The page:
‘It got worse’: Lebanon man describes months-long battle with coronavirus

Dave Campbell is lucky to be alive.

Then and now.

He was nearly killed 67 years ago when he was struck on his bike by a car traveling 80 mph, and he recently was released from Atrium Medical Center after surviving the coronavirus.

“There is no question there is something the Lord intends for me to do,” Campbell, 75, said while sitting in his Lebanon home with his wife, Bev. “I’m not sure what that is, but I’m ready. Maybe I’m to be a witness to what the coronavirus has done and can do.”

He said his second “near-death experience” began in early March when he felt weak and unable to catch his breath. He worked part-time at an auto auction business in Franklin and there were days when he went home after a few hours.

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“I was feeling not right, weak,” he said. “It got worse.”

His flu test came back negative.

“Still wasn’t feeling better and wasn’t getting better,” he said.

So his wife of 54 years called TriHealth, and a doctor answered. She told Campbell if it were her husband, she would take him to the hospital.

“I’m glad I talked to a woman,” Bev said.

A rescue squad transported Campbell to TriHealth Bethesda Arrow Springs in Lebanon on March 21, then he was moved to Bethesda North, where he spent five weeks. He was placed in a medically induced coma, took 15 medications daily, was frequently turned in bed and couldn’t see visitors.

He was on a ventilator for six weeks, and doctors determined his lung capacity was 60 to 70 percent and probably won’t improve. He remembers nothing about being in the hospital.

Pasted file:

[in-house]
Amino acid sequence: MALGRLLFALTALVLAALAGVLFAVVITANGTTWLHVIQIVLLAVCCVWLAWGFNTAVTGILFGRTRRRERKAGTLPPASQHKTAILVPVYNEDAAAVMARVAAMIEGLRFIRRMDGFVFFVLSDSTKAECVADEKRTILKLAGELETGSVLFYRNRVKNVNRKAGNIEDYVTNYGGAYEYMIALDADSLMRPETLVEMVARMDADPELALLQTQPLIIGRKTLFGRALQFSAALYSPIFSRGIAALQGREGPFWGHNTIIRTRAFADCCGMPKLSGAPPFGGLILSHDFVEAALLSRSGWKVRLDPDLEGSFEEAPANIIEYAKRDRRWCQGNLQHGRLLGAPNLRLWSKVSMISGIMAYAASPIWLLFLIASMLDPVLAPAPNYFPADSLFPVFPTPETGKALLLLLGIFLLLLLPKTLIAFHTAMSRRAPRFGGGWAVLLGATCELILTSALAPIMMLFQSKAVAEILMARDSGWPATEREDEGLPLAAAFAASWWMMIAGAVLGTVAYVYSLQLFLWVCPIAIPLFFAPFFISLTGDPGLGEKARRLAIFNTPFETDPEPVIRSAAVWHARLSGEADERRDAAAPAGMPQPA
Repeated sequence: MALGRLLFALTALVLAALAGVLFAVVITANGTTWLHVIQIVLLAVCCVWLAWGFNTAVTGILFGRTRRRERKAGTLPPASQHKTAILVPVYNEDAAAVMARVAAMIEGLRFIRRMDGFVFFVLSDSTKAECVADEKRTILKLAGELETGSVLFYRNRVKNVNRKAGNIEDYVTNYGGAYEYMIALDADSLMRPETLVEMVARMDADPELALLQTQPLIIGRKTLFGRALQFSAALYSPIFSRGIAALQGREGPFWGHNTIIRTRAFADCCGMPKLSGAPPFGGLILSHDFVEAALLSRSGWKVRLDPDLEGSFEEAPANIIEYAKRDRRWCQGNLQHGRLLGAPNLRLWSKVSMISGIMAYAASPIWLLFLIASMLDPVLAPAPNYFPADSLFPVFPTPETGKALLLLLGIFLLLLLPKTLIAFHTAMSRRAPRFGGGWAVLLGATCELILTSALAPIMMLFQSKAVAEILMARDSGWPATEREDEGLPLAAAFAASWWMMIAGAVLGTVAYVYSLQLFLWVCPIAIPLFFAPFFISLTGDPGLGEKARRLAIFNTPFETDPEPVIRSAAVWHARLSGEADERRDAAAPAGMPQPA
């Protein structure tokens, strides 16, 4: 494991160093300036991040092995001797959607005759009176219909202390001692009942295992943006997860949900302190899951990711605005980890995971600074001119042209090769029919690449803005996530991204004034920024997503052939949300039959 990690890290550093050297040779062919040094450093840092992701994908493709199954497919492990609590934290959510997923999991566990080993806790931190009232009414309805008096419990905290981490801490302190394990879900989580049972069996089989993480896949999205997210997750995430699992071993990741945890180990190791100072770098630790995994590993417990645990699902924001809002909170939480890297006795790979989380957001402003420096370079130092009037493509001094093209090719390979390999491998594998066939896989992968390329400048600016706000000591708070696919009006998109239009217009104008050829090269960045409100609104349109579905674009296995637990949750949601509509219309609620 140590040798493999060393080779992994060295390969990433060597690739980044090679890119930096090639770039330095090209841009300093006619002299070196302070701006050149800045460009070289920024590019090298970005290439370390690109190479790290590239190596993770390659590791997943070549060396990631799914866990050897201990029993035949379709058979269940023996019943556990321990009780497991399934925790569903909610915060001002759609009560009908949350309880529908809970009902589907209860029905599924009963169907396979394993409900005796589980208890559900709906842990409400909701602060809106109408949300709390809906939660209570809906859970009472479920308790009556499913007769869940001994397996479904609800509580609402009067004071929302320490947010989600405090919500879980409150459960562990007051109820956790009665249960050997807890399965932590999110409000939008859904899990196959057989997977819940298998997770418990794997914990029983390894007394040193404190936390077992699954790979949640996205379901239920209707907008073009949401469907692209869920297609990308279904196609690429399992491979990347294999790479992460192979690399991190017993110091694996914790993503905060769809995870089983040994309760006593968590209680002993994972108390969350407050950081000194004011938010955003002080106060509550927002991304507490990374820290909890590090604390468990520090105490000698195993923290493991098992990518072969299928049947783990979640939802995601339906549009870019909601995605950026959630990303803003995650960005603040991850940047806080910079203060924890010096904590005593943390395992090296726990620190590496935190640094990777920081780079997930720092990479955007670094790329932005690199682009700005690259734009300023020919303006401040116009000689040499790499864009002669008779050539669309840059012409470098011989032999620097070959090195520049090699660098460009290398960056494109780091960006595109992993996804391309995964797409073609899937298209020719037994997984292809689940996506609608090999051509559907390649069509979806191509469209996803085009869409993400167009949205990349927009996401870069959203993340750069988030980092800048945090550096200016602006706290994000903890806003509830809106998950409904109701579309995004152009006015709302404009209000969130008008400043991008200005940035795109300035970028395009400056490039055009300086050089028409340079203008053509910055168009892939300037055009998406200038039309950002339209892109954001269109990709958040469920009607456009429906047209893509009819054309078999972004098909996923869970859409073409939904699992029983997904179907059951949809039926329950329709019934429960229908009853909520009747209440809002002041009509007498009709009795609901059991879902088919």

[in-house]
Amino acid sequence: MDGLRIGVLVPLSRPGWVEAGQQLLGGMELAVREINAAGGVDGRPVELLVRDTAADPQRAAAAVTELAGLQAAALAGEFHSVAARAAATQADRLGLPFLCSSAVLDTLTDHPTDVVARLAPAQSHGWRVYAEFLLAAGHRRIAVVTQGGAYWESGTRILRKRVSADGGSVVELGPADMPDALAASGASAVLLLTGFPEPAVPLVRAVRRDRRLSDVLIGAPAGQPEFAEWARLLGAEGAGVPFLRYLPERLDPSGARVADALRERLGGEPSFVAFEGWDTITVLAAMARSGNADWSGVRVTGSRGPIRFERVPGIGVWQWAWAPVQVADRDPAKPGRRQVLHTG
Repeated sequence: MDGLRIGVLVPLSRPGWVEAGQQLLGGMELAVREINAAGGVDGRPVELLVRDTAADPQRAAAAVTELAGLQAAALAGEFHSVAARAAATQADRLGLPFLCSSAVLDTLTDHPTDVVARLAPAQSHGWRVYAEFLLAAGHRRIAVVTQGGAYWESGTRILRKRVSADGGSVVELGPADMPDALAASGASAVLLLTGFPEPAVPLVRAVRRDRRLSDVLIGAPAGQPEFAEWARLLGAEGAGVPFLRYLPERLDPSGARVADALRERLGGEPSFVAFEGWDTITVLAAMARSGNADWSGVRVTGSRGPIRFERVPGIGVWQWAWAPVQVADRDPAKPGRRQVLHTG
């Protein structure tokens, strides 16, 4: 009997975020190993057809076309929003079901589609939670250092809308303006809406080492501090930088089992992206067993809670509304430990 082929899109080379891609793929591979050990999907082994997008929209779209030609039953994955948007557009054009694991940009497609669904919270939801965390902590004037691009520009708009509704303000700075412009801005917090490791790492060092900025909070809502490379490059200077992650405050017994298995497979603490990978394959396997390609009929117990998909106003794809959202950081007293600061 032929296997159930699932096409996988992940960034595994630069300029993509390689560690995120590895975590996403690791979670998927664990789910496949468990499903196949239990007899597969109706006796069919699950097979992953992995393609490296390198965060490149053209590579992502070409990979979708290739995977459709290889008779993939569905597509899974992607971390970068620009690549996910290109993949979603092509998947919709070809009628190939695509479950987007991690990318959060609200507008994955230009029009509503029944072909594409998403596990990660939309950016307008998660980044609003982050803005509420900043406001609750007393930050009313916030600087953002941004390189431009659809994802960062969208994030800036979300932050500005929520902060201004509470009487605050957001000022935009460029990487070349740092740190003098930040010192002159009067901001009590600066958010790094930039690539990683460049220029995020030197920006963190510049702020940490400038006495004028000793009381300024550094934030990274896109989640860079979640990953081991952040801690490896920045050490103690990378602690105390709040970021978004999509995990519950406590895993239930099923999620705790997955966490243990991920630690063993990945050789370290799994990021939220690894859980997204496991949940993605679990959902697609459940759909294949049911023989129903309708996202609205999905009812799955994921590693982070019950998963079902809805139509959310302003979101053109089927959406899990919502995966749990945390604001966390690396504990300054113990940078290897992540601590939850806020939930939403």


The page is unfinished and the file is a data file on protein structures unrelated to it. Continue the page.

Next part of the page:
Once out of the intensive care unit, he was transferred to Good Samaritan Hospital in Cincinnati for two weeks.

Then in the middle of May, he was sent to Atrium Medical Center’s inpatient rehabilitation unit for several weeks for speech, physical and occupational therapies as part of his COVID-19 recovery.

His wife and their son, Scott, offered support throughout his hospital stays. He said it was “an inspiration” to see them after weeks alone in the hospital.

Campbell was released on June 1, what he called “a monumental day for me.”

As he was being discharged — with the theme music to “Rocky” playing over the sound system — Campbell made his way down the hall that was lined with hospital employees. Then when he reached the main lobby, there were more employees cheering his every move.

Campbell said seeing 50 to 70 Atrium employees lining the hallways all the way out to the main entrance and clapping for him was an experience that “will live with me until the day I die.”

“It broke me down,” he said. “I couldn’t take it. It was really something.”

His wife was getting the car and missed the discharge celebration.

“Would have cried like a baby,” she said.

Ed Bastien, director of spiritual care at Atrium, said the “victory lap” serves a dual purpose: Celebrates the patient’s recovery and allows the staff an opportunity to realize their hard work dealing with the coronavirus is paying off.

Bastien said he often thinks about a quote attributed to Neil Gaiman: “Fairy tales are more than true: not because they tell us that dragons exist, but because they tell us that dragons can be beaten.”

“This has been our dragon,” Bastien said of COVID-19. “When a patient is discharged we all feel a sense of victory.”

Campbell continues to get treatments twice a week at Atrium’s physical therapy location inside Countryside YMCA in Lebanon. The other five days, he walks inside his home. A complete circle through the kitchen, master bedroom and living room measures 66 feet. He makes enough laps that he’s walking three-fourths of a mile a day.

As he talked about his coronavirus recovery, he thought back to June 24, 1953, the day that nearly ended his life. He was 7 years old, five weeks shy of his eighth birthday without a care in the world. He was struck by a car on Ohio 63 and his handlebars punctured a hole in his liver. During emergency surgery at Grandview Hospital in Dayton, he flat lined, but survived.

“It changed my life,” he said.

He was talking about the coronavirus. He could have been talking about the crash.

Credit: Rick McCrabb

Credit: Rick McCrabb

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